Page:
National
What is Sweden doing about bird flu?
Gallery
Property of the week: Eriksberg
National
Vecka45: Sweden's most innovative week
Gallery
In Pictures: The clubs and loves of Sweden's Sven-Göran Eriksson
Society
What's On in Sweden: November 13th to 20th
Gallery
People-watching: November 16th
National
Driving (expats) home for Christmas?
Lifestyle
Make your own Swedish pea soup
Politics
"Totally unacceptable": Defence Minister on Stockholm submarine
Society
The A-Ö guide to making life in Sweden easier
National
How a Swedish party inspired a masterpiece
National
Seen the new Ace of Base yet?
National
Meet the Irish woman thundering into Swedish rock
Gallery
In Pictures: Ace of Base through the years
Society
Ten things you should never say to a Swede
Gallery
People-watching: November 12th
Business & Money
Get your own office in Gothenburg or Stockholm - free for a day
National
Opinion: 'We have to talk about Sweden's Isis fighters'
Business & Money
Price hike for new mortgages in Sweden
National
Toy store catalogues 'too white' in Sweden
National
Pirate Bay co-founder released from prison
National
Southern Sweden had 201 days of summer
Gallery
Sweden's ten most powerful people
Gallery
Property of the week: Mariestad
National
Introducing... Healthcare in Stockholm
National
What you need to know about Stockholm hospital bug epidemic
Lifestyle
Young Serbian shouts for students in Sweden
Lifestyle
How to make your own chocolate kladdkaka
Sponsored Article
The best options for oversea transfers
Latest news from The Local in Austria

More news from Austria at thelocal.at

Latest news from The Local in Switzerland

More news from Switzerland at thelocal.ch

Latest news from The Local in Germany

More news from Germany at thelocal.de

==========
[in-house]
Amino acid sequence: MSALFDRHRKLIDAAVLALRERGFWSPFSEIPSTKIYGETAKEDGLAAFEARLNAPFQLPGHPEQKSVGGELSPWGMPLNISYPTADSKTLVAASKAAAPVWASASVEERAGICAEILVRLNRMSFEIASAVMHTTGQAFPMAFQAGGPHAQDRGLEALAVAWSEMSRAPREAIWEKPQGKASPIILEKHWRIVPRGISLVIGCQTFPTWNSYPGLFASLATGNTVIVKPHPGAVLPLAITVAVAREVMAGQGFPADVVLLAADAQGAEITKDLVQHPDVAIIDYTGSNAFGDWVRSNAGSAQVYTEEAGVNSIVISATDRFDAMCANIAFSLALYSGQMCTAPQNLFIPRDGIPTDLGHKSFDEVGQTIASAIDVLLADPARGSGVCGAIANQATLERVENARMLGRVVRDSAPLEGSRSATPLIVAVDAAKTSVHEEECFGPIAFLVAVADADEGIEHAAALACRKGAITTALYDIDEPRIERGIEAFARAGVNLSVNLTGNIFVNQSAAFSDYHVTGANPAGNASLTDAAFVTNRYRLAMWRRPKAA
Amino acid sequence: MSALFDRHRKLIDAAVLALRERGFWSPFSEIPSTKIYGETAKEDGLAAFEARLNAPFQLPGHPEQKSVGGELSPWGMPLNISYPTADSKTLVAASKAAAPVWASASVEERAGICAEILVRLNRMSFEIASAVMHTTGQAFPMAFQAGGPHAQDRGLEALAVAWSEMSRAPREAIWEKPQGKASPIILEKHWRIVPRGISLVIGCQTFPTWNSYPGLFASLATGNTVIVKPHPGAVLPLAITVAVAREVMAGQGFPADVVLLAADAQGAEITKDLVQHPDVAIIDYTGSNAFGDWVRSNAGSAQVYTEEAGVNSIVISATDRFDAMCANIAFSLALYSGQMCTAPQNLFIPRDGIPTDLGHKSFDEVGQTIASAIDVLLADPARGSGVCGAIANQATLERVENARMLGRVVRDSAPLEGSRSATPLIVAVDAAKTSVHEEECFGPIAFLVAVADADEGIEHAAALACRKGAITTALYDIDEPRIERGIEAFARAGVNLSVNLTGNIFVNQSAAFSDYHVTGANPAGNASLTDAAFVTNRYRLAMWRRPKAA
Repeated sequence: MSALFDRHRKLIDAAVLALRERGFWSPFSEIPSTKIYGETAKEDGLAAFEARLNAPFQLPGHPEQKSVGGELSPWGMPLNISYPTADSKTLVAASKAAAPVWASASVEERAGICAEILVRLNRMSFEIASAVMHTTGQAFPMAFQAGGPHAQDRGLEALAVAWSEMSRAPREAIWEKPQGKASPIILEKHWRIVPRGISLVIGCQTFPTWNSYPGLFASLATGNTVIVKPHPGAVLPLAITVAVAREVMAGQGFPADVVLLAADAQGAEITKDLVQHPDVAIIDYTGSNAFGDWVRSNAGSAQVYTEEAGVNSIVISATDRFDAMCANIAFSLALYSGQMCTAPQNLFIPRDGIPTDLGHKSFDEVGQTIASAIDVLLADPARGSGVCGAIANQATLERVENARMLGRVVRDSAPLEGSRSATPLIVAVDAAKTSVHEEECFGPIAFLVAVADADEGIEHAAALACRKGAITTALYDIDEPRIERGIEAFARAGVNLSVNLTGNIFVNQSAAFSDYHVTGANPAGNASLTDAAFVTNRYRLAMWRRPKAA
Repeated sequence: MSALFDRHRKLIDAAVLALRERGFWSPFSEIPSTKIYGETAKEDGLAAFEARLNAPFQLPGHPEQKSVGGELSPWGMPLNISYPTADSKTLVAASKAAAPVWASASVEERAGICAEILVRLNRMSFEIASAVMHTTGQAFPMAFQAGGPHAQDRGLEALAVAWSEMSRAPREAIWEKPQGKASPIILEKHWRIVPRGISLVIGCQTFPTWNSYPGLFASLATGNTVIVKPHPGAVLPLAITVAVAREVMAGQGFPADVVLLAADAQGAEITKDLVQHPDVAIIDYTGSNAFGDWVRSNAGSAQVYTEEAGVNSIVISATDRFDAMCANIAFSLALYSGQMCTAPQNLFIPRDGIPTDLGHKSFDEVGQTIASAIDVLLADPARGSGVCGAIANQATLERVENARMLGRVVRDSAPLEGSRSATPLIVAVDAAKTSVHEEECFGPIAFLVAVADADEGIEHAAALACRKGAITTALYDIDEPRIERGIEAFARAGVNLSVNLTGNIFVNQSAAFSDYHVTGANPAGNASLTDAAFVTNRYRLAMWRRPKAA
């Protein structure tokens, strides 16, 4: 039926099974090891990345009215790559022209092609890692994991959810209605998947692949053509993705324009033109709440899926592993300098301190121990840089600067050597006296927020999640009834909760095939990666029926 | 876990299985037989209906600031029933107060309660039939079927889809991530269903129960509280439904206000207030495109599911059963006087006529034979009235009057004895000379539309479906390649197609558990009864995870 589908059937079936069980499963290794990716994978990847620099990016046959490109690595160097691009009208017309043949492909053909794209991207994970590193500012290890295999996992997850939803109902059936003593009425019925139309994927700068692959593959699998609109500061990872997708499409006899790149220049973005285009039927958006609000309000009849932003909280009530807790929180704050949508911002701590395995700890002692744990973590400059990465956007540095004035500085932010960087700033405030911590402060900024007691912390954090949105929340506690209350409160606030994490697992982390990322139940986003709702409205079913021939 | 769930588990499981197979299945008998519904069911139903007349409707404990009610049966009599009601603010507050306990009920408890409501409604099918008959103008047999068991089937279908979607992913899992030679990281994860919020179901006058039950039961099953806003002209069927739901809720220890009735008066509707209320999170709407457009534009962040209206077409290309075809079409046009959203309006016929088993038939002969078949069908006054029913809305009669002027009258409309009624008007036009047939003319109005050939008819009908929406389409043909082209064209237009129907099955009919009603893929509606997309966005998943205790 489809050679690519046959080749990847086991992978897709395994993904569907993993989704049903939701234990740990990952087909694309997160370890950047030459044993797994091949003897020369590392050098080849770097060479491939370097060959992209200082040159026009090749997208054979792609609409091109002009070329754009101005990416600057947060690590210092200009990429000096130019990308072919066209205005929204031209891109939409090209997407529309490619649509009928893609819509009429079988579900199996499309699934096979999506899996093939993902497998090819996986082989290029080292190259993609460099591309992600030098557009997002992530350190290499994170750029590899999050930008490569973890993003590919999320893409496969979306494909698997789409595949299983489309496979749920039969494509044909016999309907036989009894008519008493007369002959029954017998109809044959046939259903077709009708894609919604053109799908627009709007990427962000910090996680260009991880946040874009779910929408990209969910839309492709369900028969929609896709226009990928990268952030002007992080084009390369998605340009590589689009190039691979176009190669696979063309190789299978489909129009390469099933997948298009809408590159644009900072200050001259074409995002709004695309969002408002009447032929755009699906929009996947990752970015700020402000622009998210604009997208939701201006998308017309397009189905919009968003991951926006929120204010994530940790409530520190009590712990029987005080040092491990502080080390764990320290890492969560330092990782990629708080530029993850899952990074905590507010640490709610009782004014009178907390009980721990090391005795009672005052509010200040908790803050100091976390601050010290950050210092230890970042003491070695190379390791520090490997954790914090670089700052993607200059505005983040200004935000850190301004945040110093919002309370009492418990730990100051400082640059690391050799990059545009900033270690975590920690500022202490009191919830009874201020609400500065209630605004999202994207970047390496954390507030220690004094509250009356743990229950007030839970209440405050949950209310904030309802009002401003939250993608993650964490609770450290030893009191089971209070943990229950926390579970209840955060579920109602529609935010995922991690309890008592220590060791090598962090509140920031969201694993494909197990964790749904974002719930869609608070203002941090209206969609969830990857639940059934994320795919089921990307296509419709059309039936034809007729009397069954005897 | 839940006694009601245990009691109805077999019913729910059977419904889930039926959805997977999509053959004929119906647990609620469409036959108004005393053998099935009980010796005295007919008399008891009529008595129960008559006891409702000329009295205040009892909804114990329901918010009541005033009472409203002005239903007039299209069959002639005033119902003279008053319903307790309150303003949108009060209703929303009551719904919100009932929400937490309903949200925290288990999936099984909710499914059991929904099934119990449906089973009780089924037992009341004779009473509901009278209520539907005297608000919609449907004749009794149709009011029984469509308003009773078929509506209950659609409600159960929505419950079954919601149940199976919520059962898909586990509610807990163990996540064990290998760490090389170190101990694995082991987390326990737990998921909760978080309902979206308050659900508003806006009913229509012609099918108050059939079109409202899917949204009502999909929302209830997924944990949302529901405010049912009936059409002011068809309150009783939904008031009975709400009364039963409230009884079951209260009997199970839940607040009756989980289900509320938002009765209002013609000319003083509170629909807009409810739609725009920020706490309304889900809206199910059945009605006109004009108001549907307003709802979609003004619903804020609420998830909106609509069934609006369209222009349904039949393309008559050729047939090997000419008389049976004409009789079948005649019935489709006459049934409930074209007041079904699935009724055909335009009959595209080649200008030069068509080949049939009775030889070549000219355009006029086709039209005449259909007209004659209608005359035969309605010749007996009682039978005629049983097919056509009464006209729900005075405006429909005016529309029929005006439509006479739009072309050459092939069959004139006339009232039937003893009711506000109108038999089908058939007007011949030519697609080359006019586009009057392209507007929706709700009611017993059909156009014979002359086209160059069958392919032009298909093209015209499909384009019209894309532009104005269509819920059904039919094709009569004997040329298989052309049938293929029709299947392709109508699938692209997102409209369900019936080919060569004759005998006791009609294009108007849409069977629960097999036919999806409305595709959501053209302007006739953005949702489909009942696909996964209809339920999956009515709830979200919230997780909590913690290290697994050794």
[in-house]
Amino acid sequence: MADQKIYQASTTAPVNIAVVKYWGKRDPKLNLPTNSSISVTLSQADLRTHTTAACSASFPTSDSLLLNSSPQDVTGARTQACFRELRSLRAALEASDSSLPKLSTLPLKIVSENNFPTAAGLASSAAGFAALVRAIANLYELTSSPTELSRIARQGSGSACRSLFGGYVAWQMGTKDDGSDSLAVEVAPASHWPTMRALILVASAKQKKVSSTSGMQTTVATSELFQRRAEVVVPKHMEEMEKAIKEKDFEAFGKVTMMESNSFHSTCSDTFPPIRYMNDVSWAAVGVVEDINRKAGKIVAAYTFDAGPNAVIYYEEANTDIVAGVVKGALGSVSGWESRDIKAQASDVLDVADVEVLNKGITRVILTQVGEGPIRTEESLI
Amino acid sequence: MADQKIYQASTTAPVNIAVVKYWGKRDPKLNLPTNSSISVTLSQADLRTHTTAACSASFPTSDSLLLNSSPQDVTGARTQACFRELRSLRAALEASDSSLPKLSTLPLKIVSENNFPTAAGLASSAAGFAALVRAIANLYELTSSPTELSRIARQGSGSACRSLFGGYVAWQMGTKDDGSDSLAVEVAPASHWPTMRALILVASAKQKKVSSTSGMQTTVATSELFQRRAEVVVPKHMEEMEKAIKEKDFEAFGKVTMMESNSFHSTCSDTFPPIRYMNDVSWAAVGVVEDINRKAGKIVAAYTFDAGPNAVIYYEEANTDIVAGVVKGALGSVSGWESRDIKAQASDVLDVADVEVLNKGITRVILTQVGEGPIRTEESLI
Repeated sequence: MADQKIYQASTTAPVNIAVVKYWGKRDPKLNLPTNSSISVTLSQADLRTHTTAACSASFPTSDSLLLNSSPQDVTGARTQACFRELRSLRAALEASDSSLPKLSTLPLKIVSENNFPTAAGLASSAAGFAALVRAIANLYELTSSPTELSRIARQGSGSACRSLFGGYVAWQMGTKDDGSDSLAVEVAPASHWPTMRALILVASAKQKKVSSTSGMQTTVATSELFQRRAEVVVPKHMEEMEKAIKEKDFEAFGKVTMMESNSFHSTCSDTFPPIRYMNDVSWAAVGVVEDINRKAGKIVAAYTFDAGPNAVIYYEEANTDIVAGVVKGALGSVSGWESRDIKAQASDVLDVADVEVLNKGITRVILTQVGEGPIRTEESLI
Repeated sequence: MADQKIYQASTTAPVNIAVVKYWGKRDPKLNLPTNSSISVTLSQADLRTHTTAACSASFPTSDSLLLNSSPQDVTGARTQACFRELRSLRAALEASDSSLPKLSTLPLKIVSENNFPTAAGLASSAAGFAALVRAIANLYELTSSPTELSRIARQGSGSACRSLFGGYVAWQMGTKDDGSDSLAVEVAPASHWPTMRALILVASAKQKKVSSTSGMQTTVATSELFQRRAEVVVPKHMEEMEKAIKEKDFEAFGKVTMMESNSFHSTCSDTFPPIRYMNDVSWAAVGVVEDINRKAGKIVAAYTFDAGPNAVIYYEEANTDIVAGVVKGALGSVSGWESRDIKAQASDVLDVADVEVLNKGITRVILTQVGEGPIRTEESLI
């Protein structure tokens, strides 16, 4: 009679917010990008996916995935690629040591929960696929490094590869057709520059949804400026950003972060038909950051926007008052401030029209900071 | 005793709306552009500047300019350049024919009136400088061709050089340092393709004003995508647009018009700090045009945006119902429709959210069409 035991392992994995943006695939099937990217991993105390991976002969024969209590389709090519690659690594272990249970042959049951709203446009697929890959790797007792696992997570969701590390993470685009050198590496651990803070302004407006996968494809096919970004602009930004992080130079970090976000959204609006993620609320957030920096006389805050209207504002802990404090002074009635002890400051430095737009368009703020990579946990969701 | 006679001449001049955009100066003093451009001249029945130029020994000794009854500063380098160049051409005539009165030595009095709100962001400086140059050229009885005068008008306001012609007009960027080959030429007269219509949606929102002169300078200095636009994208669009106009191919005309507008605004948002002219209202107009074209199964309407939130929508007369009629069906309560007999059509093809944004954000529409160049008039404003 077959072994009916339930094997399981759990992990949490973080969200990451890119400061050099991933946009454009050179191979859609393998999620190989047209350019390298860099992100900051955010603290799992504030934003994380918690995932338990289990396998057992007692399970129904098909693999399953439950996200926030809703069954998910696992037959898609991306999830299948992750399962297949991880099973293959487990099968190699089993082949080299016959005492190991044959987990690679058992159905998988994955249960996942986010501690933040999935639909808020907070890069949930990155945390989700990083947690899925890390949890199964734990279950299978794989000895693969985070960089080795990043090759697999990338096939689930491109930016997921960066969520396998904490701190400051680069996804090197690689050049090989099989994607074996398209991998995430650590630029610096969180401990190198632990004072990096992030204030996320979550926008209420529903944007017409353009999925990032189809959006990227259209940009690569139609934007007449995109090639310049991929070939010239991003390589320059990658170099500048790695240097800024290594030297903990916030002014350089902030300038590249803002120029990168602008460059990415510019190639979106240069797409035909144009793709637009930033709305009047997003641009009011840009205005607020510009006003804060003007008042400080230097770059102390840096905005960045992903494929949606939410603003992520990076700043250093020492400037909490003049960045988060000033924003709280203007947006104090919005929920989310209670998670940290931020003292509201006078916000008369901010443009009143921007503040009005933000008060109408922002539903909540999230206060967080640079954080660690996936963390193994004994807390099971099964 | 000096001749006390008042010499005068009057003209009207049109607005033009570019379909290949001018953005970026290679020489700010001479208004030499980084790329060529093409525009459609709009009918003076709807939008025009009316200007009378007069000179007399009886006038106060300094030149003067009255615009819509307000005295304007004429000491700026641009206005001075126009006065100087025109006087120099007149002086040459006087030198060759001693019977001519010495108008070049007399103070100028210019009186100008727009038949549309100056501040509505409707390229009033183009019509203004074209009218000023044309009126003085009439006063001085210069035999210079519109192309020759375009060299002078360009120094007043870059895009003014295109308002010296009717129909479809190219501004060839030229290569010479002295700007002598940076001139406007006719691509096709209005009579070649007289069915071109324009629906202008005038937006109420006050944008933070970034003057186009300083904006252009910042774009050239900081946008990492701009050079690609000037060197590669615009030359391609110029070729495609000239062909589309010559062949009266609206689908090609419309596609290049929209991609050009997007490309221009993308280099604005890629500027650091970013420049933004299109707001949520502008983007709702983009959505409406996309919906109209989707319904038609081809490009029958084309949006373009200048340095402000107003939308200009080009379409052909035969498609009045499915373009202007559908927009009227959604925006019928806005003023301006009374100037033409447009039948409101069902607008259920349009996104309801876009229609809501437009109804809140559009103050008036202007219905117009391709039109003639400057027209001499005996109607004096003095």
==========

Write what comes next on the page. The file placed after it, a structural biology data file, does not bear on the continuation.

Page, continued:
Latest news from The Local in Denmark

More news from Denmark at thelocal.dk

Latest news from The Local in Spain

More news from Spain at thelocal.es

Latest news from The Local in France

More news from France at thelocal.fr

Latest news from The Local in Italy

More news from Italy at thelocal.it

Latest news from The Local in Norway

More news from Norway at thelocal.no

835
jobs available
Swedish Down Town Consulting & Productions
Swedish Down Town Consulting & Productions is an innovative business company which provides valuable assistance with the Swedish Authorities, Swedish language practice and general communications. Call 073-100 47 81 or visit:
swedishdowntown.com
PSD Media
PSD Media is marketing company that offers innovative solutions for online retailers. We provide modern solutions that help increase traffic and raise conversion. Visit our site at:
psdmedia.se
If you want to drink, that’s your business.
If you want to stop, we can help.

Learn more about English-language Alcoholics Anonymous in Sweden. No dues. No fees. Confidentiality assured.
aa-europe.org/sweden
The Local Spain is hiring!
The Local is seeking a new editor for our site in Spain to join our growing team of internationally-minded, driven, ambitious and clued-up journalists
Click here for the full job description